The average cost of buying an apartment in Abu Dhabi's investment areas has risen 13.2 per cent since the start of the year as government employee relocations and an influx of teachers and nurses help the hard-hit property market to recover from the global financial downturn.
According to the property broker Cluttons, an influx of tenants caused by the decree requiring all Abu Dhabi Government employees to live in the emirate as well as an increase in the number of teachers and nurses flocking to the UAE is prompting investors back to the market and pushing up prices.
However, prices per square foot remain at roughly half their peak 2008-2009 levels.
A Cluttons index that measures hundreds of house sales across the emirate showed villa prices in the capital up by 22 per cent during the first half of the year.
Al Reef Villas registered price growth of 15.1 per cent in the six months to June, positioning it as the strongest performing villa submarket.
Golf Gardens and Hydra Village were the weakest performing villa submarkets, with no capital value increases recorded between January and June.
The Cluttons index findings come in marked contrast to the first half of the previous year when average apartment prices dropped 4.4 per cent and villa prices remained flat.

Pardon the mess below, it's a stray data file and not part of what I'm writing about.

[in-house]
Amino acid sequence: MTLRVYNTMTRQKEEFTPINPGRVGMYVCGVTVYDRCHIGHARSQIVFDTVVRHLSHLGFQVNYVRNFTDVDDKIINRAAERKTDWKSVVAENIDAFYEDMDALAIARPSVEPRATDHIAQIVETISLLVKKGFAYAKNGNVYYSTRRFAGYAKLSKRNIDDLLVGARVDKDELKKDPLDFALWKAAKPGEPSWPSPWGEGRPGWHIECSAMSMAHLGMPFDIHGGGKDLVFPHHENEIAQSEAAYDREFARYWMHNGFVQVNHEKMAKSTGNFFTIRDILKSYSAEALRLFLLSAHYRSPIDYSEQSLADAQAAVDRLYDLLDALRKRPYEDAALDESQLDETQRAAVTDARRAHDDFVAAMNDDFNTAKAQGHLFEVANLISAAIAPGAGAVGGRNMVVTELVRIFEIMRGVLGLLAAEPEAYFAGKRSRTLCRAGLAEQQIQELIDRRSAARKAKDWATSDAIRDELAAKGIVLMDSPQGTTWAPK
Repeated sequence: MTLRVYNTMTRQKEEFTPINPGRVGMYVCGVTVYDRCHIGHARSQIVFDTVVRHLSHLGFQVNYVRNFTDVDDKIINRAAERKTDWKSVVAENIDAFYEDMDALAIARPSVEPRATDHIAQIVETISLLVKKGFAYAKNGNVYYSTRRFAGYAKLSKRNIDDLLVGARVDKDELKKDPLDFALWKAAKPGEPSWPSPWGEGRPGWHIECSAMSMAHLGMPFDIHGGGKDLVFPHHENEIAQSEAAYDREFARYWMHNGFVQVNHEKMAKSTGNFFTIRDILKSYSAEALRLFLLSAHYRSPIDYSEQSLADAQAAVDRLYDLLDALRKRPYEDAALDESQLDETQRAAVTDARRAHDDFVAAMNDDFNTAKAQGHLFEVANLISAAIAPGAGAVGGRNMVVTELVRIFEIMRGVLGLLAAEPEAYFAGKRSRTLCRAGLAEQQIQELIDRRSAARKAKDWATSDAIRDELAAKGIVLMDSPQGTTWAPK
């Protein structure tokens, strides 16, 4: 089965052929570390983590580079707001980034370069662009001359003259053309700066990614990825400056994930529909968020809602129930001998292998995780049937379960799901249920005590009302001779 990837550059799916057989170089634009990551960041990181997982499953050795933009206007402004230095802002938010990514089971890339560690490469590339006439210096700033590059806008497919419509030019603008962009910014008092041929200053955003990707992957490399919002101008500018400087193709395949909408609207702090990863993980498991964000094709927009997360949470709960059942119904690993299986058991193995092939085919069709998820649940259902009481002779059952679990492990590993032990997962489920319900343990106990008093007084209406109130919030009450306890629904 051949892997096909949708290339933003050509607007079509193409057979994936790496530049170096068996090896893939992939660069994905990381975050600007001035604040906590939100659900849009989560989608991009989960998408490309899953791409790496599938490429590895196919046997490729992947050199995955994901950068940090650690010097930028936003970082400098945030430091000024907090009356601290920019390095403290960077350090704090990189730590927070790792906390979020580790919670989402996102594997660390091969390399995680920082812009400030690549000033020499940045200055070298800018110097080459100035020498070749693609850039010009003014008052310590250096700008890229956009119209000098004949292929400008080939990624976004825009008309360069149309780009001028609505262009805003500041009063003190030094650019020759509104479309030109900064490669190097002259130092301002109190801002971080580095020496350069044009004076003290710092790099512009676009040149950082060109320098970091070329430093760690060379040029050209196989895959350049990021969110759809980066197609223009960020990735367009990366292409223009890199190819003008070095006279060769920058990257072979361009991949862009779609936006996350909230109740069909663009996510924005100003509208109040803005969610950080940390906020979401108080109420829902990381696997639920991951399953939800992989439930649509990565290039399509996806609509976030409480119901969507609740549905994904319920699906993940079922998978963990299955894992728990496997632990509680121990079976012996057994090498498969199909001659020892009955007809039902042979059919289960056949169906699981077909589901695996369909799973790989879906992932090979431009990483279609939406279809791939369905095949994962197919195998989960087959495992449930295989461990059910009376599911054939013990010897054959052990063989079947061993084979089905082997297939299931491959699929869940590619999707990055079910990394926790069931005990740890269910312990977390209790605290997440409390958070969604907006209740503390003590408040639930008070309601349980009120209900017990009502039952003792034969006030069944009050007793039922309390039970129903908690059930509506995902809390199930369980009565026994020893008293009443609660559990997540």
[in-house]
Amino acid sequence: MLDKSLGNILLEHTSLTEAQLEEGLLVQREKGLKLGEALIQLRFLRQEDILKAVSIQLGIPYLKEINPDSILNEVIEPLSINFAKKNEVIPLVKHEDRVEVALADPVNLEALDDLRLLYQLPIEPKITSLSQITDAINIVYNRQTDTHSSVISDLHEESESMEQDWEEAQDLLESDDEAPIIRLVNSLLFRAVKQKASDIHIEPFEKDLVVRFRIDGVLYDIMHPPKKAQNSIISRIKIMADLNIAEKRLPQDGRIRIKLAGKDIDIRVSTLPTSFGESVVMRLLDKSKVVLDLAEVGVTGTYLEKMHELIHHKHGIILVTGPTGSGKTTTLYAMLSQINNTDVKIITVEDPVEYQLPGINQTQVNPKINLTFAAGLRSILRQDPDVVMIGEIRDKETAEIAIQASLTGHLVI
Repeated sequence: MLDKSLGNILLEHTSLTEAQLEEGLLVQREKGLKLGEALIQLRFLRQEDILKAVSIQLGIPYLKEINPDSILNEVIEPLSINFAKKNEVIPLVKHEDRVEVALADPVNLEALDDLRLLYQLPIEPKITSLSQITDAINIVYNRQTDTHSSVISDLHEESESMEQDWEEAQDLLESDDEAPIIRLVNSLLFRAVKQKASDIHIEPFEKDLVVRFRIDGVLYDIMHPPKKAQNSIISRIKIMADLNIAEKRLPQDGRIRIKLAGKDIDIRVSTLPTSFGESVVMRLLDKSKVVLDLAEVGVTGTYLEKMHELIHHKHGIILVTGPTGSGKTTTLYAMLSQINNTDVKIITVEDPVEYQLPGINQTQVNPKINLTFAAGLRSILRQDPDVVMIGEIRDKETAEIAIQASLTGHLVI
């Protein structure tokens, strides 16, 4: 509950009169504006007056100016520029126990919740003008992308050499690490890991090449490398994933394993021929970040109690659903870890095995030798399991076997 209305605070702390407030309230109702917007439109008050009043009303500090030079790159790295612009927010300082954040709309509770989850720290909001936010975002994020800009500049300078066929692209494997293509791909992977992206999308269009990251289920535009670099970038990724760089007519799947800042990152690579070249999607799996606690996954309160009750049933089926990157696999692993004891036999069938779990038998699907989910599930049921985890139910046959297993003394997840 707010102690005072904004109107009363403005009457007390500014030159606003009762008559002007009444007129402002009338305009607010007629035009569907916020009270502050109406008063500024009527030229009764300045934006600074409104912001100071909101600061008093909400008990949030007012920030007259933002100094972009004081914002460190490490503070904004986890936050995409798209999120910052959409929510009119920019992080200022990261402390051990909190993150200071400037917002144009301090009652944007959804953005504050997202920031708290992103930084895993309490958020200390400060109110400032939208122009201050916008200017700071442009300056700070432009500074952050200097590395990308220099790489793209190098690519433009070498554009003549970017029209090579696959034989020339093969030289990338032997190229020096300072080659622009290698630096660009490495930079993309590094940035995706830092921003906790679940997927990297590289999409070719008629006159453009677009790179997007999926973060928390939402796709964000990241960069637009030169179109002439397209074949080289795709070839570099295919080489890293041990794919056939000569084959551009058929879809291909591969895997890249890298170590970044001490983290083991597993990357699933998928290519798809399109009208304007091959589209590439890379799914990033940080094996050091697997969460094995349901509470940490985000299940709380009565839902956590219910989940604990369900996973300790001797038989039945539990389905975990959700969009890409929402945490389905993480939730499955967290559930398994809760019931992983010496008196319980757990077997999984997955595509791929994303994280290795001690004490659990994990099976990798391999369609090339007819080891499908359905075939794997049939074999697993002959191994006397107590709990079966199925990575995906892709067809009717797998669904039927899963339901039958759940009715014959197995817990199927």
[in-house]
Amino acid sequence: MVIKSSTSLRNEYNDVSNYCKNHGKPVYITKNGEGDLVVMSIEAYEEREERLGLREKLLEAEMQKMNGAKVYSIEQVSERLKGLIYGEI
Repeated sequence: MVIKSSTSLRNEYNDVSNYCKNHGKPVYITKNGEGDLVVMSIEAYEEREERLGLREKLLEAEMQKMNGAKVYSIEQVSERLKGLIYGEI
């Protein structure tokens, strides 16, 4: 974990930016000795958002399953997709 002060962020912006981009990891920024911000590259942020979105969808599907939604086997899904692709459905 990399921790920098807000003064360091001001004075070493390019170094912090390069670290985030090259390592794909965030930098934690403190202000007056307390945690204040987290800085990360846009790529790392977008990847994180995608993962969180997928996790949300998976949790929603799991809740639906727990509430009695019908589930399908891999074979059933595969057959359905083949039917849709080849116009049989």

"This [government housing decree] requirement has certainly contributed to the rising tenant demand that we have been recording," said Steven Morgan, the head of Cluttons Middle East.
"We expect that the ruling, which comes into force today [September 1] for 20,000 public sector workers and their families, will continue to place downward pressure on vacancy levels."
The news confirms data released by Jones Lang LaSalle in July that found that average property prices in investment areas rose 5 per cent during the three months to June following an 8 per cent increase during the first quarter of 2013.
"It looks like Abu Dhabi house prices have turned a corner and prices are now starting to increase," said Craig Plumb, the head of research at Jones Lang LaSalle's Dubai office.
"The reasons for this include the housing decree as well as the influence of the Dubai market. However, prices remain at the sort of levels seen in 2010 and we do not expect them to reach anywhere near boom levels again for the next few years."